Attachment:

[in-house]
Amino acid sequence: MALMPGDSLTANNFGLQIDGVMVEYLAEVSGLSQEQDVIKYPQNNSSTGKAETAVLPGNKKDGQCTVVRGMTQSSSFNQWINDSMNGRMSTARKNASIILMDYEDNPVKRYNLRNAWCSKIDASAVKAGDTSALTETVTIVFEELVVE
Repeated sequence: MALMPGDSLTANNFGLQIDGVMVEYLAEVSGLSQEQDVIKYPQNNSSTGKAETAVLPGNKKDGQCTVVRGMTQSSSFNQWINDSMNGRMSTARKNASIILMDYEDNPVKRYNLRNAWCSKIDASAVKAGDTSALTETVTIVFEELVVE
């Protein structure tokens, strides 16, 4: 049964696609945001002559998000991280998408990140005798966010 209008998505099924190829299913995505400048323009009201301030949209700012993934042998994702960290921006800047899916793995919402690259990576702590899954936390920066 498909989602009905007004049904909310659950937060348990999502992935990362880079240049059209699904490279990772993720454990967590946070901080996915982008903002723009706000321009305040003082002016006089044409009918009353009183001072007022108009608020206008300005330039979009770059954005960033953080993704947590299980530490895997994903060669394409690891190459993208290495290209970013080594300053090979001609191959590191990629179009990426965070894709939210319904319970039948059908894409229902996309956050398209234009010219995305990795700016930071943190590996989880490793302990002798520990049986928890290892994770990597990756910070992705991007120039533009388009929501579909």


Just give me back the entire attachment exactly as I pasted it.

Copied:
[in-house]
Amino acid sequence: MALMPGDSLTANNFGLQIDGVMVEYLAEVSGLSQEQDVIKYPQNNSSTGKAETAVLPGNKKDGQCTVVRGMTQSSSFNQWINDSMNGRMSTARKNASIILMDYEDNPVKRYNLRNAWCSKIDASAVKAGDTSALTETVTIVFEELVVE
Repeated sequence: MALMPGDSLTANNFGLQIDGVMVEYLAEVSGLSQEQDVIKYPQNNSSTGKAETAVLPGNKKDGQCTVVRGMTQSSSFNQWINDSMNGRMSTARKNASIILMDYEDNPVKRYNLRNAWCSKIDASAVKAGDTSALTETVTIVFEELVVE
């Protein structure tokens, strides 16, 4: 049964696609945001002559998000991280998408990140005798966010 209008998505099924190829299913995505400048323009009201301030949209700012993934042998994702960290921006800047899916793995919402690259990576702590899954936390920066 498909989602009905007004049904909310659950937060348990999502992935990362880079240049059209699904490279990772993720454990967590946070901080996915982008903002723009706000321009305040003082002016006089044409009918009353009183001072007022108009608020206008300005330039979009770059954005960033953080993704947590299980530490895997994903060669394409690891190459993208290495290209970013080594300053090979001609191959590191990629179009990426965070894709939210319904319970039948059908894409229902996309956050398209234009010219995305990795700016930071943190590996989880490793302990002798520990049986928890290892994770990597990756910070992705991007120039533009388009929501579909």